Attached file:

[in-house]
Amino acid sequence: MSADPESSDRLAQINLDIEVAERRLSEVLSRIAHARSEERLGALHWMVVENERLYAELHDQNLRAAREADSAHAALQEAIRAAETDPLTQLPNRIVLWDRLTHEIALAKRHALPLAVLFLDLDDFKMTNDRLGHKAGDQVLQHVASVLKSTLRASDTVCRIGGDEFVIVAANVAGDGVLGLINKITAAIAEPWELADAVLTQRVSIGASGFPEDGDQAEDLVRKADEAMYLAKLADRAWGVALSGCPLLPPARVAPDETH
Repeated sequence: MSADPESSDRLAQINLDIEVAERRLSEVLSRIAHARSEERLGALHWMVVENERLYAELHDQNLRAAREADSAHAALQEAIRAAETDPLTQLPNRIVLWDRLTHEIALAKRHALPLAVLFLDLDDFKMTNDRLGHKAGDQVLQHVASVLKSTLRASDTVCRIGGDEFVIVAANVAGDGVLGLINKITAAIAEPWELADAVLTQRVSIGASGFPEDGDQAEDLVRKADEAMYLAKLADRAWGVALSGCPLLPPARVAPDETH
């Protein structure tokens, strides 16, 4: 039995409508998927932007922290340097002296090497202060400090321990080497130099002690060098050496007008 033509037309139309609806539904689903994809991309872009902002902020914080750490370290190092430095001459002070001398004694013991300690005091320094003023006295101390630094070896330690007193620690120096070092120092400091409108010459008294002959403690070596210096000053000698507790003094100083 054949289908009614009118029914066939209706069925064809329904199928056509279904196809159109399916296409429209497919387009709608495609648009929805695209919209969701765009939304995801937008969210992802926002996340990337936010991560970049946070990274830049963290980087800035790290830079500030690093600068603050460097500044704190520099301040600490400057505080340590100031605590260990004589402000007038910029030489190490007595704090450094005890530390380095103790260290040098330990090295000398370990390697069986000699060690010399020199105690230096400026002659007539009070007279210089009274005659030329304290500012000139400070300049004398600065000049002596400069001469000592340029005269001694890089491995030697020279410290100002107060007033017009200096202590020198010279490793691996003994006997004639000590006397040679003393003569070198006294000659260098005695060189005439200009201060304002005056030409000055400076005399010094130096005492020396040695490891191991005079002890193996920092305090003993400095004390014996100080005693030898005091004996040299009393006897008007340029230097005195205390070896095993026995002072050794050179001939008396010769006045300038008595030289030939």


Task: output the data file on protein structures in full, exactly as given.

[in-house]
Amino acid sequence: MSADPESSDRLAQINLDIEVAERRLSEVLSRIAHARSEERLGALHWMVVENERLYAELHDQNLRAAREADSAHAALQEAIRAAETDPLTQLPNRIVLWDRLTHEIALAKRHALPLAVLFLDLDDFKMTNDRLGHKAGDQVLQHVASVLKSTLRASDTVCRIGGDEFVIVAANVAGDGVLGLINKITAAIAEPWELADAVLTQRVSIGASGFPEDGDQAEDLVRKADEAMYLAKLADRAWGVALSGCPLLPPARVAPDETH
Repeated sequence: MSADPESSDRLAQINLDIEVAERRLSEVLSRIAHARSEERLGALHWMVVENERLYAELHDQNLRAAREADSAHAALQEAIRAAETDPLTQLPNRIVLWDRLTHEIALAKRHALPLAVLFLDLDDFKMTNDRLGHKAGDQVLQHVASVLKSTLRASDTVCRIGGDEFVIVAANVAGDGVLGLINKITAAIAEPWELADAVLTQRVSIGASGFPEDGDQAEDLVRKADEAMYLAKLADRAWGVALSGCPLLPPARVAPDETH
């Protein structure tokens, strides 16, 4: 039995409508998927932007922290340097002296090497202060400090321990080497130099002690060098050496007008 033509037309139309609806539904689903994809991309872009902002902020914080750490370290190092430095001459002070001398004694013991300690005091320094003023006295101390630094070896330690007193620690120096070092120092400091409108010459008294002959403690070596210096000053000698507790003094100083 054949289908009614009118029914066939209706069925064809329904199928056509279904196809159109399916296409429209497919387009709608495609648009929805695209919209969701765009939304995801937008969210992802926002996340990337936010991560970049946070990274830049963290980087800035790290830079500030690093600068603050460097500044704190520099301040600490400057505080340590100031605590260990004589402000007038910029030489190490007595704090450094005890530390380095103790260290040098330990090295000398370990390697069986000699060690010399020199105690230096400026002659007539009070007279210089009274005659030329304290500012000139400070300049004398600065000049002596400069001469000592340029005269001694890089491995030697020279410290100002107060007033017009200096202590020198010279490793691996003994006997004639000590006397040679003393003569070198006294000659260098005695060189005439200009201060304002005056030409000055400076005399010094130096005492020396040695490891191991005079002890193996920092305090003993400095004390014996100080005693030898005091004996040299009393006897008007340029230097005195205390070896095993026995002072050794050179001939008396010769006045300038008595030289030939």